Witches 7William Harrison Ainsworth’s fictionalised account of the Pendle Witch trials, which occurred in his native Lancashire during the 16th century, adds a number of overtly supernatural elements. As a result, the novel had a significant impact on the traditional appearance of the witch in the popular imagination, including the trademark black clothes and pointed hat.

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The novel is based on Thomas Potts’s The Wonderfull Discoverie of Witches in the Countie of Lancaster (1603), an edition of which had recently been edited by Ainsworth’s friend, the antiquary James Crossley. Crossley’s edition of Potts’s book is available to download here.

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The illustrations on this page are by John Gilbert.

The Lancashire Witches [Kindle]

The Lancashire Witches [Epub]

The Lancashire Witches [PDF]

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A Sheaf of Yule Log Stories (1888) by Rev. A. D. Crake

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Published in 1888, this is a collection of children’s stories, mostly on a supernatural theme, ‘edited’ by the Rev. A.D. Crake, Chaplain of All Saints’ C of E School, Bloxham and later Vicar of St Peter’s, Havenstreet, Isle of White. In a framing narrative, the author recalls a happy childhood Christmas with his extended family in the English Lakes region. Every evening, the older members of the company would entertain the younger with a suitably exciting or creepy tale as they gathered around the Christmas fire. As this description might suggest, the tales, although often supernatural, are very tame as horror stories. At the same time, however, the narrator’s nostalgic sense of time and place is charming and, on occasion, moving, making the volume a quaint and entertaining read for the festive period. 

Dolmen in the snow  *oil on canvas  *61 x 80 cm  *1807

This is probably the last update before January 2014 – so a merry Christmas and a happy New Year!

A Sheaf of Yule Log Stories [Kindle]

A Sheaf of Yule Log Stories [Epub]

A Sheaf of Yule Log Stories [PDF]

Yule Log Tales 2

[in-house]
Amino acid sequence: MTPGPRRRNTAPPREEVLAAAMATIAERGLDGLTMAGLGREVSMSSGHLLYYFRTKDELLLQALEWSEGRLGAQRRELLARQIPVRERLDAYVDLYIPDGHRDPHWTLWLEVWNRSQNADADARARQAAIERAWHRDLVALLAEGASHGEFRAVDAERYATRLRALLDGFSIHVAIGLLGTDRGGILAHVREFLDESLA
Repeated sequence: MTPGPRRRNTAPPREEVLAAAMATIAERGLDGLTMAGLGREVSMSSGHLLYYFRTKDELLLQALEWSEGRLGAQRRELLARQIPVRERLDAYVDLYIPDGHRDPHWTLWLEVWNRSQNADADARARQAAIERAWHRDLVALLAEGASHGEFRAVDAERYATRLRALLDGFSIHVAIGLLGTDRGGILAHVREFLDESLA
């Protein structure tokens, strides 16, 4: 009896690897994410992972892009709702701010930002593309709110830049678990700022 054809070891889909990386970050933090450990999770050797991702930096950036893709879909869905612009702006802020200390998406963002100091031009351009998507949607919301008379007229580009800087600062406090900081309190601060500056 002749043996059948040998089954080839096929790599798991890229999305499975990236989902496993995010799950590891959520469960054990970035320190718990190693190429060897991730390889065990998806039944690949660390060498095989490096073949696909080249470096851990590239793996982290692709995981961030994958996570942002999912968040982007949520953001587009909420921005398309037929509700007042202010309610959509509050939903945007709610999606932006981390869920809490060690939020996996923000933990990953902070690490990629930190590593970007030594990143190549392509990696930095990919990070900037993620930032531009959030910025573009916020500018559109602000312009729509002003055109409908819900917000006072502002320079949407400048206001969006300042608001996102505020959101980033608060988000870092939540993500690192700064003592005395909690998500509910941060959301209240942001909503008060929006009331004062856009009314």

‘Margery of Quether’ (1891) and A Book of Ghosts (1904) by Sabine Baring-Gould

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‘Margery of Quether’ is Sabine Baring-Gould’s unusual vampire story. Published in 1891 in a collection also containing four non-supernatural tales, it tells the story of a very uncommon romance that blossoms between a young Dartmoor squire and a seventeenth-century witch who has been cursed with eternal life – but not eternal youth.

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A Book of Ghosts is also included in this ebook. Published in 1904, it collects almost all of the many ghost stories composed by Baring-Gould in the second half of the nineteenth century for the periodical press. These tales were produced as part of an immensely prolific career, encompassing not just fiction, but topography, hagiography, antiquarian research and several well-known hymns (among them ‘Onward Christian Soldiers’).

‘Margery of Quether’ and A Book of Ghosts [Kindle]

‘Margery of Quether’ and A Book of Ghosts [Epub]

‘Margery of Quether’ and A Book of Ghosts [PDF]

Critical editions:

Margery of Quether and Other Weird Tales, edited by Richard Dalby (Sarob Press, 1999) [as well as ‘Margery of Quether’, the collection also includes several very rare uncollected weird tales by Baring-Gould]

A Book of Ghosts, edited by Richard Dalby (Ash-Tree Press, 1996) [contains a comprehensive introduction, all the stories in the 1904 edition, plus an uncollected tale, ‘The Old Woman of Wesel’]

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More information on Baring-Gould and his work can be found at the website of the Sabine Baring-Gould Appreciation Society. Details on his non-fiction Book of Werewolves (1865) can be found in an earlier post on this blog, together with a link to a downloadable version of the full text. I hope to produce a future ebook for this blog containing Baring-Gould’s uncollected ghost stories. In the meantime, two of these can be accessed on Wikisource:

‘The Fireman’ (1871)

‘The Old Woman of Wesel’ (1905)

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The illustrations in this post are from the first edition of A Book of Ghosts and are by D. Murray Smith. For details of which particular stories and scenes they illustrate, see the HTML text, available at Project Gutenberg.